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I want to acknowledge a retired professor. How do I specify his name? With just Prof. or something particular?

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    This will probably depend on your field, and even the specific journal/venue, some of which may have already been addressed in other Q&A's. We'll need those details. – zibadawa timmy Aug 22 '16 at 0:57
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I usually see acknowledgements in papers with just the full name of the person, regardless of their degrees or academic status. No "Prof." or other honorific would be used at all. "We would like to thank Jane Doe for helpful advice regarding our data analysis."

  • What about when I refer to them in the text: according to private discussion with Prof. (ret.), the domain was earlier called ...? So then I use the titles but no titles in the acknowledgements? – hhh Aug 22 '16 at 9:01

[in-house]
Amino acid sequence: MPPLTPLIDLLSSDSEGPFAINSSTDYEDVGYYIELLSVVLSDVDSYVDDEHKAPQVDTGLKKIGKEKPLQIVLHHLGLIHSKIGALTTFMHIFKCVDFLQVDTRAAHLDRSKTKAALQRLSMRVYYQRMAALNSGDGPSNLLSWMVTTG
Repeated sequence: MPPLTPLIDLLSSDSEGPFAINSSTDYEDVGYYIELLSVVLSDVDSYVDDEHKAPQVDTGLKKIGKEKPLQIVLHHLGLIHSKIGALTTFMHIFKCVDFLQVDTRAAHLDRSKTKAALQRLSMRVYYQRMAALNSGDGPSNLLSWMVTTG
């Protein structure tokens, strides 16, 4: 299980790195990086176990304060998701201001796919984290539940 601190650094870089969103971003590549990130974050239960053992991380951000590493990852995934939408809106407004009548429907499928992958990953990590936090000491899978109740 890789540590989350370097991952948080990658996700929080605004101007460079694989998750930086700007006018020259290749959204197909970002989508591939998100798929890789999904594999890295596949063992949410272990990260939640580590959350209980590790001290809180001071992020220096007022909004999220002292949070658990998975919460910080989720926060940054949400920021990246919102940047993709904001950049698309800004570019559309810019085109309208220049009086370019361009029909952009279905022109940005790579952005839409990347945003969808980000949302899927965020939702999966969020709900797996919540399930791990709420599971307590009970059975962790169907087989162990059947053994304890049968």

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    @hhh If you must, write Dr. Doe, but it would seem weird to me. In an international journal, I'd write "according to private discussion with Jane Doe, ...". Of course, it would be totally different issue when writing for a national journal because then local customs have to be considered. – Roland Aug 22 '16 at 11:10
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Where a person who previously held rank or position has now left through retiring from the position (as opposed to resignation or termination), it is not uncommon to see them listed as Rank (ret.) Person Name.

For a professor, this would be Prof. (ret.) Person Name.

  • In academia titles, latin is usually preferred. On the faculty list you often see Prof. (emer.) which is used for Professors in en.wikipedia.org/wiki/Emeritus status. – Anony-Mousse Aug 22 '16 at 7:39
  • @Anony-Mousse But of course emeritus and retired are two different things. – David Ketcheson Aug 22 '16 at 10:57
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In USA, a retired professor is not probably called a professor. A retired professor with doctorate can continued to be called as Dr. and identified in bio or intorduction as a former professor.

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